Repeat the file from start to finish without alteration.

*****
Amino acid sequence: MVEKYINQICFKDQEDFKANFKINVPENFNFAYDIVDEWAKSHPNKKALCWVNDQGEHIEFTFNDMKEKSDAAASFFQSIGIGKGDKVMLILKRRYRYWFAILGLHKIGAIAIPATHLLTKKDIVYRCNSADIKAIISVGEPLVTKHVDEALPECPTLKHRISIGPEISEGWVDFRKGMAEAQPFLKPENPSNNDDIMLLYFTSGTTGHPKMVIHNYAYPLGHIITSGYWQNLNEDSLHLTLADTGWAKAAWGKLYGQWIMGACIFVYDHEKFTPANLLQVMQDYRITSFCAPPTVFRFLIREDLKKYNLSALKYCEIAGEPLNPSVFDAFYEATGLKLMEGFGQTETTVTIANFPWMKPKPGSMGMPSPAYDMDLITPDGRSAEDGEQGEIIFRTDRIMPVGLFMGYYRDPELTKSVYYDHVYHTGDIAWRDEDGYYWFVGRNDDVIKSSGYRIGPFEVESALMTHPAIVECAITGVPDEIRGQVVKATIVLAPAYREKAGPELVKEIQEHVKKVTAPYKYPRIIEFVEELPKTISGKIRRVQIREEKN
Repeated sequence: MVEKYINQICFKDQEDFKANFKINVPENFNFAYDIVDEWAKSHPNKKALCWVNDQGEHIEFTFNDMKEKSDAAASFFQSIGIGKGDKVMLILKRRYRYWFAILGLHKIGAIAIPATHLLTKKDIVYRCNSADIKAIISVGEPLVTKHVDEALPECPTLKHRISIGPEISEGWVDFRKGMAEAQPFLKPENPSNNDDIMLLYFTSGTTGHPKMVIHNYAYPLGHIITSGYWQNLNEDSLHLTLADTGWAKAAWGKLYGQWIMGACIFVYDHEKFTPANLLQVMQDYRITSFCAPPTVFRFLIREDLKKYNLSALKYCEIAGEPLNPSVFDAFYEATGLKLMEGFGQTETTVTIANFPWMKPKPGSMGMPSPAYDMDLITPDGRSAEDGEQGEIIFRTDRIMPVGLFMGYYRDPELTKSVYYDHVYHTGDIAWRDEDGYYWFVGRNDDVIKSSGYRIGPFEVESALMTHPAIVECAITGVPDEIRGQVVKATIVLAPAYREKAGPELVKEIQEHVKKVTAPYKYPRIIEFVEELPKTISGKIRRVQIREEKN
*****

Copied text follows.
Amino acid sequence: MVEKYINQICFKDQEDFKANFKINVPENFNFAYDIVDEWAKSHPNKKALCWVNDQGEHIEFTFNDMKEKSDAAASFFQSIGIGKGDKVMLILKRRYRYWFAILGLHKIGAIAIPATHLLTKKDIVYRCNSADIKAIISVGEPLVTKHVDEALPECPTLKHRISIGPEISEGWVDFRKGMAEAQPFLKPENPSNNDDIMLLYFTSGTTGHPKMVIHNYAYPLGHIITSGYWQNLNEDSLHLTLADTGWAKAAWGKLYGQWIMGACIFVYDHEKFTPANLLQVMQDYRITSFCAPPTVFRFLIREDLKKYNLSALKYCEIAGEPLNPSVFDAFYEATGLKLMEGFGQTETTVTIANFPWMKPKPGSMGMPSPAYDMDLITPDGRSAEDGEQGEIIFRTDRIMPVGLFMGYYRDPELTKSVYYDHVYHTGDIAWRDEDGYYWFVGRNDDVIKSSGYRIGPFEVESALMTHPAIVECAITGVPDEIRGQVVKATIVLAPAYREKAGPELVKEIQEHVKKVTAPYKYPRIIEFVEELPKTISGKIRRVQIREEKN
Repeated sequence: MVEKYINQICFKDQEDFKANFKINVPENFNFAYDIVDEWAKSHPNKKALCWVNDQGEHIEFTFNDMKEKSDAAASFFQSIGIGKGDKVMLILKRRYRYWFAILGLHKIGAIAIPATHLLTKKDIVYRCNSADIKAIISVGEPLVTKHVDEALPECPTLKHRISIGPEISEGWVDFRKGMAEAQPFLKPENPSNNDDIMLLYFTSGTTGHPKMVIHNYAYPLGHIITSGYWQNLNEDSLHLTLADTGWAKAAWGKLYGQWIMGACIFVYDHEKFTPANLLQVMQDYRITSFCAPPTVFRFLIREDLKKYNLSALKYCEIAGEPLNPSVFDAFYEATGLKLMEGFGQTETTVTIANFPWMKPKPGSMGMPSPAYDMDLITPDGRSAEDGEQGEIIFRTDRIMPVGLFMGYYRDPELTKSVYYDHVYHTGDIAWRDEDGYYWFVGRNDDVIKSSGYRIGPFEVESALMTHPAIVECAITGVPDEIRGQVVKATIVLAPAYREKAGPELVKEIQEHVKKVTAPYKYPRIIEFVEELPKTISGKIRRVQIREEKN